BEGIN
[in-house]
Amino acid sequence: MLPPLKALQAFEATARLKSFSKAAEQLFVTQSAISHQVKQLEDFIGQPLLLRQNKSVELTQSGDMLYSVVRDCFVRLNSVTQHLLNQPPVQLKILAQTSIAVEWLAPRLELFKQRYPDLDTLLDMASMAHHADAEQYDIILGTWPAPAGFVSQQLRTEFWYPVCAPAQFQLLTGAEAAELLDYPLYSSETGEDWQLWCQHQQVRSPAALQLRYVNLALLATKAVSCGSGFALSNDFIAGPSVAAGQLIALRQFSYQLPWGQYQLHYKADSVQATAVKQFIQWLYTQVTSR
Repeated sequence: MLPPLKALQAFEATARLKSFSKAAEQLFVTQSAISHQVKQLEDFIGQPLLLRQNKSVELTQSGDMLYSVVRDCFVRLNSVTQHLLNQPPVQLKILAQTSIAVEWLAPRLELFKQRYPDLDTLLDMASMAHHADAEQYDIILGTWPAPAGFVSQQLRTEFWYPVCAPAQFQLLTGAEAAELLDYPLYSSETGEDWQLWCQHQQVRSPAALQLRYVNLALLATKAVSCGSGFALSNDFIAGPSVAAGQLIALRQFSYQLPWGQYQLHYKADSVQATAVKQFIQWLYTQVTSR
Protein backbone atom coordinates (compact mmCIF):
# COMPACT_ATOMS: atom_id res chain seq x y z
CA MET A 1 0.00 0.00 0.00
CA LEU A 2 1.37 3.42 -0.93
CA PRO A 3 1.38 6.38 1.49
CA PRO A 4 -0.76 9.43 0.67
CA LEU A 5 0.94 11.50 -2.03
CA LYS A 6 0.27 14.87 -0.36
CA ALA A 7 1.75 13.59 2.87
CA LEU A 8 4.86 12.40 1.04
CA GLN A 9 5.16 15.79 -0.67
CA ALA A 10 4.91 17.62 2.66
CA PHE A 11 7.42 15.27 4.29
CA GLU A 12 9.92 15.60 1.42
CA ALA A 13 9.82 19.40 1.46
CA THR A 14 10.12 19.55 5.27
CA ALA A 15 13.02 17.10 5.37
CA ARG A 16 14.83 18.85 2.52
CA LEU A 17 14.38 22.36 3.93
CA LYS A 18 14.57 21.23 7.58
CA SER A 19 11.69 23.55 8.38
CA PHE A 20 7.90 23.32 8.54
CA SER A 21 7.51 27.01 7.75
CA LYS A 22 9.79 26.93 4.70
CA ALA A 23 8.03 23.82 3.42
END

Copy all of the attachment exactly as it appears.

[in-house]
Amino acid sequence: MLPPLKALQAFEATARLKSFSKAAEQLFVTQSAISHQVKQLEDFIGQPLLLRQNKSVELTQSGDMLYSVVRDCFVRLNSVTQHLLNQPPVQLKILAQTSIAVEWLAPRLELFKQRYPDLDTLLDMASMAHHADAEQYDIILGTWPAPAGFVSQQLRTEFWYPVCAPAQFQLLTGAEAAELLDYPLYSSETGEDWQLWCQHQQVRSPAALQLRYVNLALLATKAVSCGSGFALSNDFIAGPSVAAGQLIALRQFSYQLPWGQYQLHYKADSVQATAVKQFIQWLYTQVTSR
Repeated sequence: MLPPLKALQAFEATARLKSFSKAAEQLFVTQSAISHQVKQLEDFIGQPLLLRQNKSVELTQSGDMLYSVVRDCFVRLNSVTQHLLNQPPVQLKILAQTSIAVEWLAPRLELFKQRYPDLDTLLDMASMAHHADAEQYDIILGTWPAPAGFVSQQLRTEFWYPVCAPAQFQLLTGAEAAELLDYPLYSSETGEDWQLWCQHQQVRSPAALQLRYVNLALLATKAVSCGSGFALSNDFIAGPSVAAGQLIALRQFSYQLPWGQYQLHYKADSVQATAVKQFIQWLYTQVTSR
Protein backbone atom coordinates (compact mmCIF):
# COMPACT_ATOMS: atom_id res chain seq x y z
CA MET A 1 0.00 0.00 0.00
CA LEU A 2 1.37 3.42 -0.93
CA PRO A 3 1.38 6.38 1.49
CA PRO A 4 -0.76 9.43 0.67
CA LEU A 5 0.94 11.50 -2.03
CA LYS A 6 0.27 14.87 -0.36
CA ALA A 7 1.75 13.59 2.87
CA LEU A 8 4.86 12.40 1.04
CA GLN A 9 5.16 15.79 -0.67
CA ALA A 10 4.91 17.62 2.66
CA PHE A 11 7.42 15.27 4.29
CA GLU A 12 9.92 15.60 1.42
CA ALA A 13 9.82 19.40 1.46
CA THR A 14 10.12 19.55 5.27
CA ALA A 15 13.02 17.10 5.37
CA ARG A 16 14.83 18.85 2.52
CA LEU A 17 14.38 22.36 3.93
CA LYS A 18 14.57 21.23 7.58
CA SER A 19 11.69 23.55 8.38
CA PHE A 20 7.90 23.32 8.54
CA SER A 21 7.51 27.01 7.75
CA LYS A 22 9.79 26.93 4.70
CA ALA A 23 8.03 23.82 3.42